Tuesday, December 26, 2017

What Can St. Stephen Teach Us?

On December 26th, the Feast of St. Stephen is celebrated. He is considered the first martyr of the Christian Church.  The story of St. Stephen is important, also, and is just as much about Creativity and the first stage of the planning process as the birth of Jesus of Nazareth.

When you come up with a plan that benefits everyone, there are people whose perspective is narrower, and they resist the creation of the plan or even pirate it, because they rely on the existing structure for their security and support. They take your plan in the belief that they can do it better than you--they see in you what is inside of themselves, and they see lack of capacity--but when it becomes apparent that they don't understand the principles and the application of the principles, that is when they try to destroy it. You must stand on the principles of the planning process and keep walking forward to overcome the resistance.

Stephen was a very spiritual man who stood on the principles, and so he was targeted by people who function outside of their capacity--people who play the games of Envy and Lust, and whose power is based on weaving an illusion. These pirates used covert and overt actions to undermine him.

There must be a rationale for your plan, and so we are also looking at the opposing stages of Crisis in the Family and then Conflict Resolution.

A glitch came up among the members of the early church--what to do about the widows and the children of the members. Stephen and a few other men assumed responsibility for the widows and children, but was this an honor or was the responsibility foisted on them? The plan should have been amended to be more fair and equitable than to turn such a huge financial responsibility over to a few men. The plan evolved to asking for donations from the people outside the members, possibly after the others saw how Stephen was defamed.

How do we know he was defamed? Stephen was a spiritual man who stood on the principles and that triggered a character defamation campaign against him by those who function outside of their capacity. You cannot defend yourself from prejudice and ulterior motives, so he was accused of blasphemy against Moses, he went before the Sanhedrin to be officially judged, and was taken out and stoned.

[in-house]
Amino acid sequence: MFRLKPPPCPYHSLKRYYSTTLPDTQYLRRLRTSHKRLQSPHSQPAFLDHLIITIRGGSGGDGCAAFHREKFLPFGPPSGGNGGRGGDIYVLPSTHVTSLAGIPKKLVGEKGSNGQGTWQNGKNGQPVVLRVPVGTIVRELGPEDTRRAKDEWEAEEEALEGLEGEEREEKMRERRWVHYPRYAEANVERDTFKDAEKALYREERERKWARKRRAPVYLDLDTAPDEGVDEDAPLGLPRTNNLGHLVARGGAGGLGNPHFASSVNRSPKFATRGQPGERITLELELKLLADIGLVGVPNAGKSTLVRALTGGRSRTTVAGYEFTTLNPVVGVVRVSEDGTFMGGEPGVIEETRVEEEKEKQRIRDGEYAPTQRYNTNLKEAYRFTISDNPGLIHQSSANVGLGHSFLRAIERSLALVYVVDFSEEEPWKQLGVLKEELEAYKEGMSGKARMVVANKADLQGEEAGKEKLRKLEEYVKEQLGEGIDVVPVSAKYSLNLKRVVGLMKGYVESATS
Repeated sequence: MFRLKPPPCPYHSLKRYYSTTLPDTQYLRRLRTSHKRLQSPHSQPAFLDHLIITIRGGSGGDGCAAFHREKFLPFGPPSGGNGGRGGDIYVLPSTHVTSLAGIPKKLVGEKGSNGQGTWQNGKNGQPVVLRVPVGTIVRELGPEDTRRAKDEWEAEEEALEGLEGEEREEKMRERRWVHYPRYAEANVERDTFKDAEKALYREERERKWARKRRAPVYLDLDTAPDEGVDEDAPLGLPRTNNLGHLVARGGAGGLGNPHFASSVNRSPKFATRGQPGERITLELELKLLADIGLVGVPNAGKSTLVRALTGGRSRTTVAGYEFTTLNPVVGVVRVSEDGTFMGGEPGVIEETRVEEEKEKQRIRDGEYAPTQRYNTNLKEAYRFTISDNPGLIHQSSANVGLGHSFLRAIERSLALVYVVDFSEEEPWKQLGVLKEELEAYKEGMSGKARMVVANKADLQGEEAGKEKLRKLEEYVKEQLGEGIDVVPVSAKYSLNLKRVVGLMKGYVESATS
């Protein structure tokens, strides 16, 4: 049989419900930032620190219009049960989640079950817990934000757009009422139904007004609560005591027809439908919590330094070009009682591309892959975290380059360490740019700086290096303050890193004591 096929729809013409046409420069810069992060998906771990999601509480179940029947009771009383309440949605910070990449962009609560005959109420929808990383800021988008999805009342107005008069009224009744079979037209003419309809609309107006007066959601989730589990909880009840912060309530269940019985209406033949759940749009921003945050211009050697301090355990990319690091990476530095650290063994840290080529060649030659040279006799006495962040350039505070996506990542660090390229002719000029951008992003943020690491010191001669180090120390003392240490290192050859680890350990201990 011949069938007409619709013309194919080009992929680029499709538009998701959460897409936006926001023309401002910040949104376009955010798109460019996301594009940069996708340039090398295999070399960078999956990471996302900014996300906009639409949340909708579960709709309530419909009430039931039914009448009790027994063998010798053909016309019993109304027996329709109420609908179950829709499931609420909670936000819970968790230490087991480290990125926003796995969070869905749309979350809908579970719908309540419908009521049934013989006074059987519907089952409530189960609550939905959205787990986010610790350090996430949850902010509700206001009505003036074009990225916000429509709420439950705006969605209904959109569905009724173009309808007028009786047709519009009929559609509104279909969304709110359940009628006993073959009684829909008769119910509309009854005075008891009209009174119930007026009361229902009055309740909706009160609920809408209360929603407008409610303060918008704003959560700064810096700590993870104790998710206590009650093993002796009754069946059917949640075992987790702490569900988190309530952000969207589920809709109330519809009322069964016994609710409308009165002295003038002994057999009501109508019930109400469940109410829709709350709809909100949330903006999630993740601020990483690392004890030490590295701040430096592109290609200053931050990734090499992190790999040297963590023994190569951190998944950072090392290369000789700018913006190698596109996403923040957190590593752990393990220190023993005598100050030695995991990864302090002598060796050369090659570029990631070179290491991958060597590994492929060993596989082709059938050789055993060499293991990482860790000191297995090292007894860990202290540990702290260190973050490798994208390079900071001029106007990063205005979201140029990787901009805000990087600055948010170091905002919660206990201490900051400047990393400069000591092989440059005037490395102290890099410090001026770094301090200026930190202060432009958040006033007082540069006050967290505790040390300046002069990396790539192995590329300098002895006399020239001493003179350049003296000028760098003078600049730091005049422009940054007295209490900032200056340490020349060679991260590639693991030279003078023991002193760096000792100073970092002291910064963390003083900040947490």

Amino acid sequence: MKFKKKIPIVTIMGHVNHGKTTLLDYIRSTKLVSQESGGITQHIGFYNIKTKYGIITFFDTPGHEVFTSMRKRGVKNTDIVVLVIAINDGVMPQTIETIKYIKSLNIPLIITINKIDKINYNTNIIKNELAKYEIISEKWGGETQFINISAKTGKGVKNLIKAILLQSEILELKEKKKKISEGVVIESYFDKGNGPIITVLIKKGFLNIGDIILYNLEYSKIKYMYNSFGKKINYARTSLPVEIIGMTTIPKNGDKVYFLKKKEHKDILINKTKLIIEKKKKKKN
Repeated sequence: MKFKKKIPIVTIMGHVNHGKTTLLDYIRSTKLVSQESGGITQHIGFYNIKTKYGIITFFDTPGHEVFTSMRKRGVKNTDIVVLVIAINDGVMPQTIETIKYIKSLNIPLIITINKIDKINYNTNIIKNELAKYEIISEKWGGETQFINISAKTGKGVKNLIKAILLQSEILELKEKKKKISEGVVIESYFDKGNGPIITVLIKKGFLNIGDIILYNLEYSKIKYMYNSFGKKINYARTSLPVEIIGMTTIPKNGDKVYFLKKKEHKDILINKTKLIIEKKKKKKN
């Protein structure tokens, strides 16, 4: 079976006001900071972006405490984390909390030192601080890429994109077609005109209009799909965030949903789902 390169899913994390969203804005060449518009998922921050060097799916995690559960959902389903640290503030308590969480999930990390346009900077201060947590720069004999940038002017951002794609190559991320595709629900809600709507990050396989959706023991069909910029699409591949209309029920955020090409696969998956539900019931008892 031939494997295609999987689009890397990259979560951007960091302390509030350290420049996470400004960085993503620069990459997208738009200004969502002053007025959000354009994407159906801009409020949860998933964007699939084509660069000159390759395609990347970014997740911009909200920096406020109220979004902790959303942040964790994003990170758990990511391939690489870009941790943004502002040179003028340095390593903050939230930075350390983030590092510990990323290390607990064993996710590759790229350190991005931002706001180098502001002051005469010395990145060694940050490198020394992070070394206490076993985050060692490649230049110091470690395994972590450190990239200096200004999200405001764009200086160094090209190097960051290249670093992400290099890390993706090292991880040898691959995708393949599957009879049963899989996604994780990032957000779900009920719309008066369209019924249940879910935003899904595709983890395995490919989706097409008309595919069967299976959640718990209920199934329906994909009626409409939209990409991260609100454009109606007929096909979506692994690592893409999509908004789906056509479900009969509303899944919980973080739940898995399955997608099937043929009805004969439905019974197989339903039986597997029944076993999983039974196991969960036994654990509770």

The story that has come down through history is that Mary Magdalene had seven demons. She played all seven of the Seven Deadly Sins power games, which are based on three fears. Her fears overcame her, and she compensated by playing the games of revenge, and she tore apart the city with her acts of mayhem. She was so far out of control that to stop her, the people tried to stone her. That is when Jesus stepped in and defended her. He had faced the darkness and temptation, too, and he assumed responsibility for helping her overcome her fears.

The story has come down through history that Stephen was a spiritual man who assumed responsibility for the care of widows and children, but he was defamed, and while he was being judged, he prayed for his executioners, just as Jesus did.

That brings Saul of Tarsus into the story. He stood and watched the stoning and did nothing to stop it. To stop a genocide--and character defamation is an individual form of genocide--someone must stand up and say stop. Saul had three choices. He could stop it by defending Stephen, which is what Jesus did with Mary Magdalene. He could ignore it and walk away. He could join the executioners. By ignoring the crisis, he passed it on to future generations--the widows and children.

Christmas Day focuses on the male and female coming together to create a plan that benefits everyone. There was resistance to the plan. We know King Herod knew of the birth of a potential threat to his power, and that Joseph and Mary were driven out of the country.

Today we look at the application of the plan, and the rationale for the plan. How can the plan benefit everyone? How can it solve the problems facing mankind? Who will assume responsibility for the work? How do you overcome the glitches? In the case of the widows and the children--

Everyone must assume responsibility for his or her own financial support. Each of us was born with our talents and gifts. Our World Peace Marketing Strategy helps to solve that problem, and the Faith of the Pure Ray is the first step in assuming responsibility for our own financial foundation.

There were twelve disciples who came together based on the principles of the cooperation of nature. They are the Flower of Life level, and that level is responsible for handling complaints. Each level teaches the principles of the plan to those who are the application of the principles.

It becomes a family, and each generation is responsible for teaching the principles to the next generation.